my mother was very sick, on the verge of death most of my childhood, so I became a carer, did all shopping mowed the lawns looked after maintenance from the age of 10 (Dad had been driven out), she is still fit and well at 90. This attracted minimal attention, most adults saw her for what she was as did family, doctors etc., but it was through her children she got attention, from her father (who she desperately battled with her mother for primary love) and from doctors. In my day doctors were regarded as VERY IMPORTANT. Therefore if they thought you as the mother of the sick child was important you were SPECIAL.

I have talked to other children from MBP and one thing we have in common in our memories is that there was something that clicked with our mothers when they pulled it off right. They were that happy they almost glowed.

My mothers health outside the immediate family was only a small issue, but our health was a cross too big for even Christ to bear, she revelled in that impossible burden..

I hope she does not go to MBP, let her play out her muncher role, love you daughter and be the rock that she grounds herself on.

It is a long hard road ahead, I wish you luck

take care
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Re: Protecting my daughter

Postby BaronVonSpousky » Thu Mar 06, 2014 4:31 am

Thank you so much for your reply Terry. Yours is a perspective I'm very curious about. I'll answer some of your questions and ask you some of my own

Terry E. wrote:the world will not come to your aid unless she threatens to burn down the school, so be as nice as you can and play her, it may make you feel very uncomfortable inside but this is all about best outcomes in an imperfect world

You are telling the sad truth here. I can't believe how no one seems to take this seriously, or even if they do they wring their hands and tell me there's nothing they can do. Your advice is the same I keep getting from my lawyer. Just let her have what she wants and hope for the best. That isn't good enough for my daughter. Her long-term mental health is at stake here and no one seems to care. But with no one having any authority to help that appears to be my only option.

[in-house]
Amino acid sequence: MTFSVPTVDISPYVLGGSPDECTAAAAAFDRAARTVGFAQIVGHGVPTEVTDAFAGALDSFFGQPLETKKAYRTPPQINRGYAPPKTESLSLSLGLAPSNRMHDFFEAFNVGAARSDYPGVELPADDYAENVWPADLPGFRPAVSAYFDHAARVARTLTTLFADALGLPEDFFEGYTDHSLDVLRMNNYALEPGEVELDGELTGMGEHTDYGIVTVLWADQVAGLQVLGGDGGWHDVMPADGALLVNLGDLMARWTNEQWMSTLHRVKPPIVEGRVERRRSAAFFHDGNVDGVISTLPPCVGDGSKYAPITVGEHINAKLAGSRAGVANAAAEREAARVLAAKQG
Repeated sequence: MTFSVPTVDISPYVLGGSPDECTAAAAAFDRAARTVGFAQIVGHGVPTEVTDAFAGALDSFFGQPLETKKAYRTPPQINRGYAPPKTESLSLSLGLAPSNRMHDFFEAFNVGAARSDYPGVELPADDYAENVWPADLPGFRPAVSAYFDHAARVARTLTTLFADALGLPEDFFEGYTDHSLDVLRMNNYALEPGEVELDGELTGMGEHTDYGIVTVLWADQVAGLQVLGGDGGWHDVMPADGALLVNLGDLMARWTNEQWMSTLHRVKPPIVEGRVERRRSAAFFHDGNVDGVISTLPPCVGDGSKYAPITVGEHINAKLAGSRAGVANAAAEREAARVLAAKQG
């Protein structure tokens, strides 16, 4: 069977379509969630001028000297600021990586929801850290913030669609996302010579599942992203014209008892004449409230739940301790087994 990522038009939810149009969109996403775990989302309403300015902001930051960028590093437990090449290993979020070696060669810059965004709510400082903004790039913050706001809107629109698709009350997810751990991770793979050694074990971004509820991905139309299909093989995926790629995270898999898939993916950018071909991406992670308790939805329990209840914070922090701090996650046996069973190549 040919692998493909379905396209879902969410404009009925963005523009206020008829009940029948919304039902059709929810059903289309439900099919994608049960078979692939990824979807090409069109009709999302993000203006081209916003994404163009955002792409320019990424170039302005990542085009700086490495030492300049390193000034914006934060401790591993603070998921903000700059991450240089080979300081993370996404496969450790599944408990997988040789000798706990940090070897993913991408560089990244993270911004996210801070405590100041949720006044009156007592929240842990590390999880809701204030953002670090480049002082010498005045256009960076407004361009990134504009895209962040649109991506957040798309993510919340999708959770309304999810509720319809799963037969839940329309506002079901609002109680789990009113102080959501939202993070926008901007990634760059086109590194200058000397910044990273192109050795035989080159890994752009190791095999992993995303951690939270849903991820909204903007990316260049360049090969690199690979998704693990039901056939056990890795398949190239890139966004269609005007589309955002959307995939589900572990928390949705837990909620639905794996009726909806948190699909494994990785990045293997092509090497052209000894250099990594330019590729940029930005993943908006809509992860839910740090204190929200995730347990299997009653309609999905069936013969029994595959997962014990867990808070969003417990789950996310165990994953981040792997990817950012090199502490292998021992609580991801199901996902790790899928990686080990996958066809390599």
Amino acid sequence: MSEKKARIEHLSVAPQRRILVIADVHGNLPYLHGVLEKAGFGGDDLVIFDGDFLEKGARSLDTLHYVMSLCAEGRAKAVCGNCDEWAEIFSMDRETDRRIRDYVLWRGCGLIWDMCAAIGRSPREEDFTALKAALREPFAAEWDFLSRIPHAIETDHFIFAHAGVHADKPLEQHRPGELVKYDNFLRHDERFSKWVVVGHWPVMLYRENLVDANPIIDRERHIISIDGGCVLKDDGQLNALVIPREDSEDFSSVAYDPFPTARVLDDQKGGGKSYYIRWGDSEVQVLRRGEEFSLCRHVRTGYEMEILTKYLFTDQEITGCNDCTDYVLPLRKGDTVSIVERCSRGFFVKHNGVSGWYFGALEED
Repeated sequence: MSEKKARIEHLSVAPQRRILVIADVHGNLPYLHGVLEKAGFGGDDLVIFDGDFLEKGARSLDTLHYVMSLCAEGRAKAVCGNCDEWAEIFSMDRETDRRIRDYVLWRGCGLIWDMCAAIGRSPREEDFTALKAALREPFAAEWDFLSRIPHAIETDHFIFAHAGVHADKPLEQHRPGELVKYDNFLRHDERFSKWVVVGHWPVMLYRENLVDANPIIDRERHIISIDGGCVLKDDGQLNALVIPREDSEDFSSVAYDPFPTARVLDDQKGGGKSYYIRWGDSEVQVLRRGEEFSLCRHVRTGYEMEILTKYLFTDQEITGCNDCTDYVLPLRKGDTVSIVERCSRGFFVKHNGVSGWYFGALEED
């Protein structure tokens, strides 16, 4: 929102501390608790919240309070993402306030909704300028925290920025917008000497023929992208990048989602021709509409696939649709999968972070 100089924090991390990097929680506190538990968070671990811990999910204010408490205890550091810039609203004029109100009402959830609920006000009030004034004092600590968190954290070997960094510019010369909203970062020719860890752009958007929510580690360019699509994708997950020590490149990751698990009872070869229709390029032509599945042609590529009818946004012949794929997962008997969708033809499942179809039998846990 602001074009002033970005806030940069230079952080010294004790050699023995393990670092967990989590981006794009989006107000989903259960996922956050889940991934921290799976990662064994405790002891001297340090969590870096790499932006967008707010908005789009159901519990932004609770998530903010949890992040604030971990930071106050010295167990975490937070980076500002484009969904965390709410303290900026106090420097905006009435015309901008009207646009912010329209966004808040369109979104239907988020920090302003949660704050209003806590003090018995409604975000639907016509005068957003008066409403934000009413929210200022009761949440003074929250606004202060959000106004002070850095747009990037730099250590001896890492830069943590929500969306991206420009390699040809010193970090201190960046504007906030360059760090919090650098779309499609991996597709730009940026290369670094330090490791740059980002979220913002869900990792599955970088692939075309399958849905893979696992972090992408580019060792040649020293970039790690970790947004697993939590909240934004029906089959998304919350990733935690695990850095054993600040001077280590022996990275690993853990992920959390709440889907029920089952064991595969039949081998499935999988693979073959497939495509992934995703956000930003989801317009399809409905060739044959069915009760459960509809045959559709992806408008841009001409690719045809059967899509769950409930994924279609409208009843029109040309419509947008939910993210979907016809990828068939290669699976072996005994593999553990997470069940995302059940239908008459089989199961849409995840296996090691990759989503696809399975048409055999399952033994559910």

Terry E. wrote:who is the focus of her attention... was she trying to make your life miserable by her actions or was this just her general behaviour you got caught up in, .. were you the focus of her life ???

That's easy and difficult. She is always the focus of her own attention and she needs attention from other people. She's obsessed with what other people think of her and has 2 or 3 different characters she plays to different crowds for maximum attention. When those aren't working or the facades begin to crack she fakes illnesses, both to get sympathy and to escape responsibility.

I wasn't the focus of her life, but she relies on me to take care of our daughter, finances, and social obligations so that she can live in her fantasy worlds. She seems to basically view me as a tool (literally and figuratively I suppose). Although that may have been different back when I actually believed her illnesses were real so she was getting that attention from me also at one time.

Terry E. wrote:(Dad had been driven out)

I see this a lot in these stories and it angers me a great deal. I understand being driven out, as I'm there myself, but I have no intention of leaving my daughter to fend for herself. I just can't understand why there are no mechanisms in place to protect children from the bad parent when it wouldn't be that difficult to prove. If a parent has credible evidence (via family doctors, dentists, etc.) it should be possible for them to take their children away from an unfit parent, but it's seemingly impossible. There's also a double standard at work here, but that's another topic.

How old were you when your father left?

Did you think your father should have stayed to help you?

Terry E. wrote:most adults saw her for what she was as did family, doctors etc.

This is something else that amazes me. How quickly everyone around us figured out she was faking these illnesses--long before I did. But I've seen "that look" so many times. When I go to a family or neighborhood or social event and they ask me, "Where's your wife?" And I shrug and say, "She's sick." and they give me this quick downward glance, as if to say, "Come on, seriously." I wonder how many times I saw that look before I knew what it was.